4. Conclusion

In this study, both morphological properties and nutritional values of Moroccan C. spinosa seeds naturally grown in Morocco Mediterranean climate have been investigated. In this case, results show an important level of protein (ca. 27%) in C. spinosa seed and high total lipid content (ca. 3.3%). In addition, reducing sugars and crude protein content of small bud size have been found to be higher than those in other sizes; however, crude oil, carotenoids, and water were higher in big seeds. Moreover, C. spinosa seeds are a crucial source of carotenoids. In conclusion, the morphological properties and chemical compositions of capers have been affected by size and location.

Data Availability

The data used to support the findings of this study are included within the article. They represent an average analysis of three repetitions and are present in tables with their standard deviation.

Conflicts of Interest

The authors declare that they have no conflicts of interest.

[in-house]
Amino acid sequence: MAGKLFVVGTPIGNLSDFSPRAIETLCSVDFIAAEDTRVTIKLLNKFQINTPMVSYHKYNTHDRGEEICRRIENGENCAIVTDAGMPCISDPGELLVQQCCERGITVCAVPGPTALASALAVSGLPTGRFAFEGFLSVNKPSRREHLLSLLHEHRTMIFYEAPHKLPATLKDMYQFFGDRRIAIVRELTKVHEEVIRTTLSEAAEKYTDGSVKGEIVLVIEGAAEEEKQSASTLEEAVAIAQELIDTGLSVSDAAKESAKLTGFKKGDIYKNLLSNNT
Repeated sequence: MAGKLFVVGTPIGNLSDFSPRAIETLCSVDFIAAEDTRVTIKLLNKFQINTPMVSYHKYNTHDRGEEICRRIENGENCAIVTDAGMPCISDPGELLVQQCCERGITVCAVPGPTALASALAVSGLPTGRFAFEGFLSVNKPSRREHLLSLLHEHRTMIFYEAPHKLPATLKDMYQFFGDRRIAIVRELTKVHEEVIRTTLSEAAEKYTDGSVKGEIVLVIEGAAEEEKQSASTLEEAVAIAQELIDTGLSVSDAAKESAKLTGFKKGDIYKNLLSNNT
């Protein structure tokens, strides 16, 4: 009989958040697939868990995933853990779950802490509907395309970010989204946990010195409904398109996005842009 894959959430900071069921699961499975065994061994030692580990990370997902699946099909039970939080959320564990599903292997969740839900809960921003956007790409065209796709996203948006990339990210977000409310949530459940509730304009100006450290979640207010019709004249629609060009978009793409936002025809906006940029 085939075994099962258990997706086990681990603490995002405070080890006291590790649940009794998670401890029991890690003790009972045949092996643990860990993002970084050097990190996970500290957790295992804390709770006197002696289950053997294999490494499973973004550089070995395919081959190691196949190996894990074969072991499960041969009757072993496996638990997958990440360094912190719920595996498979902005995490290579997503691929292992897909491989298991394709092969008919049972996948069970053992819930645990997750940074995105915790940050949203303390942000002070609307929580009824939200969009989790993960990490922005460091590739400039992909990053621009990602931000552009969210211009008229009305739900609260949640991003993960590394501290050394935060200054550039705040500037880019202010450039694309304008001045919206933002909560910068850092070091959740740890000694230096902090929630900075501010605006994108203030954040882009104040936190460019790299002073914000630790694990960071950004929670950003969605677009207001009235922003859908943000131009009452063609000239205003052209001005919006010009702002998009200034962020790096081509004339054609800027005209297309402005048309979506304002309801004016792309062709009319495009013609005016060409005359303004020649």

Acknowledgments

All authors acknowledge the Laboratory of Human Pathology, Biomedicine and Environment, Sidi Mohammed Ben Abdellah University, Fez, Morocco.

References

  1. K. Marhold, “A taxonomic revision of the Capparis spinosa group (Capparaceae) from the Mediterranean to Central Asia,” Phytotaxa, vol. 174, no. 1, pp. 1–24, 2014. View at Publisher · View at Google Scholar · View at Scopus
  2. C. Inocencio, D. Rivera, M. C. Obón, F. Alcaraz, and J.-A. Barreña, “A systematic revision of Capparis section Capparis (Capparaceae),” Annals of the Missouri Botanical Garden, vol. 93, no. 3, pp. 122–149, 2006. View at Publisher · View at Google Scholar · View at Scopus